Alternative ways forward
Thankfully, there is still time for a reversal of current plans. The U.K. Government is currently conducting a defence review known as the Modernising Defence Programme. The review has seen a bitter battle to obtain additional resources for the military from the Treasury and has recently had its publication delayed – despite an urgent desire to finish it in time for this week’s NATO summit. But it still represents an opportunity for a policy shift on the Army’s future European presence that would be both affordable and have real practical and political benefits.
The British Army has two broad options for preserving a substantial European footprint. The most basic would be to utilise assets warehoused in Germany – vehicles, ammunition, spare parts, etc. – as pre-positioned resources for personnel based in the U.K. who would be flown out for exercises or in a crisis. Compared to shipping everything required from Britain, such forward basing of resources would have major benefits in terms of saving time.
There have already been indications that this pathway is gaining favor, and that the plans for the final stage of the British Army’s withdrawal from Germany may not be fully carried through. Speaking in January, the then head of the Army and now Chief of the Defense Staff, General Sir Nick Carter, said that the force was examining if it should retain its remaining storage and training facilities in the country in the long term. In 2017, it was revealed that the Army’s vehicle depot facility located in Ayrshire Barracks, Mönchengladbach, will be retained until at least 2023.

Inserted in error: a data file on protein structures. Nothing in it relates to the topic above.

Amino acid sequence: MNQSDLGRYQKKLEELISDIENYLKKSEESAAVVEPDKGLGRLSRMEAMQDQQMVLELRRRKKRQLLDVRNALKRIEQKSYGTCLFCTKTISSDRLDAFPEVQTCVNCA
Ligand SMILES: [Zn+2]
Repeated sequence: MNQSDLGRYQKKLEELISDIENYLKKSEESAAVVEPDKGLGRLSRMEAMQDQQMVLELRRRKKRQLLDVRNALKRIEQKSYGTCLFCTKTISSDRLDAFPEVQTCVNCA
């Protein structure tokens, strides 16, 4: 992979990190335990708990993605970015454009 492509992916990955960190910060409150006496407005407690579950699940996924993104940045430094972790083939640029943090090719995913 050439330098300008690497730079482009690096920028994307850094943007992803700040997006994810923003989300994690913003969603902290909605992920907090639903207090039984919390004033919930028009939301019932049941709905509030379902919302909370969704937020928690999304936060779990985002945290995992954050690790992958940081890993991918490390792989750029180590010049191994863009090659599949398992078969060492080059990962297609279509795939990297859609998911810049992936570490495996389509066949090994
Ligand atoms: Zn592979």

The more proactive option would be to halt and partly reverse the Army’s withdrawal of personnel from Germany. At present, 20th Armoured Infantry Brigade remains the last major formation in the country, but it is already in the process of moving back to the U.K.
Sustaining a brigade and supporting elements – around 5,000 personnel – in Germany would provide a useful contribution to NATO’s ability to surge forces east in an emergency. Putting the brakes on current plans would generate costs and create complications for planned changes to the Army’s structure, but the fact that one of the force’s main tasks must now unavoidably be seen as a deterrence mission against Russia is likely to make such inconvenience worthwhile.
Whatever decision is finally taken, it should be based on the recognition that the U.K.’s security will remain intertwined with that of Europe, and is inextricably linked to the sustainability of NATO. A significant land force on the continent would help Britain further its interests and those of its allies.
Rowan Allport is a Senior Fellow and the Security and Defense team lead at the Human Security Centre, a London-based think tank. He holds a PhD in Politics and an MA in Conflict, Governance and Development from the University of York. Specializing in strategic analysis and international security, Rowan has written widely on U.K., U.S. and NATO defense policy, as well as on broader issues relating to interstate conflict.
Follow him on Twitter @DrRowanAllport.
All views and opinions expressed in this article are those of the author, and do not necessarily reflect the opinions or positions of The Defense Post.